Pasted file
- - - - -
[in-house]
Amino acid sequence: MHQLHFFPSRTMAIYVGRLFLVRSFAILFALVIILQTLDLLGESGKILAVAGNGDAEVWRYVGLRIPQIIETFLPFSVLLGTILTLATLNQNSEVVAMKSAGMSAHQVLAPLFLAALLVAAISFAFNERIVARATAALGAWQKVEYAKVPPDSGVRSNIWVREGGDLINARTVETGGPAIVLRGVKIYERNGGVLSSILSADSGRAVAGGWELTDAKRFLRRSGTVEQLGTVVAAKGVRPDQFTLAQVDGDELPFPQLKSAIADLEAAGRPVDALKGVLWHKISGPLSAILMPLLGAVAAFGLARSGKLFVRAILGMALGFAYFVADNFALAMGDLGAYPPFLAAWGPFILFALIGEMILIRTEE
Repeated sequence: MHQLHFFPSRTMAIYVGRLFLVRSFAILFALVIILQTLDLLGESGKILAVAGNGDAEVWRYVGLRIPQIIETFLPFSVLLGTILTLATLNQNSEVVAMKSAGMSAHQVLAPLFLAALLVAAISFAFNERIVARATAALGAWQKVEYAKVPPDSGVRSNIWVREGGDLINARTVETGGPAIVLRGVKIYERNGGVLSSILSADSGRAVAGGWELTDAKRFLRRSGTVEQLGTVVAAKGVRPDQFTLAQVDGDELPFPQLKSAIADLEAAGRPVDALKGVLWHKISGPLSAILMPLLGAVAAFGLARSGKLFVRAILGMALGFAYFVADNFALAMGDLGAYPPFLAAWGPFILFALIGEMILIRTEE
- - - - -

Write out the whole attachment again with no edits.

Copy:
[in-house]
Amino acid sequence: MHQLHFFPSRTMAIYVGRLFLVRSFAILFALVIILQTLDLLGESGKILAVAGNGDAEVWRYVGLRIPQIIETFLPFSVLLGTILTLATLNQNSEVVAMKSAGMSAHQVLAPLFLAALLVAAISFAFNERIVARATAALGAWQKVEYAKVPPDSGVRSNIWVREGGDLINARTVETGGPAIVLRGVKIYERNGGVLSSILSADSGRAVAGGWELTDAKRFLRRSGTVEQLGTVVAAKGVRPDQFTLAQVDGDELPFPQLKSAIADLEAAGRPVDALKGVLWHKISGPLSAILMPLLGAVAAFGLARSGKLFVRAILGMALGFAYFVADNFALAMGDLGAYPPFLAAWGPFILFALIGEMILIRTEE
Repeated sequence: MHQLHFFPSRTMAIYVGRLFLVRSFAILFALVIILQTLDLLGESGKILAVAGNGDAEVWRYVGLRIPQIIETFLPFSVLLGTILTLATLNQNSEVVAMKSAGMSAHQVLAPLFLAALLVAAISFAFNERIVARATAALGAWQKVEYAKVPPDSGVRSNIWVREGGDLINARTVETGGPAIVLRGVKIYERNGGVLSSILSADSGRAVAGGWELTDAKRFLRRSGTVEQLGTVVAAKGVRPDQFTLAQVDGDELPFPQLKSAIADLEAAGRPVDALKGVLWHKISGPLSAILMPLLGAVAAFGLARSGKLFVRAILGMALGFAYFVADNFALAMGDLGAYPPFLAAWGPFILFALIGEMILIRTEE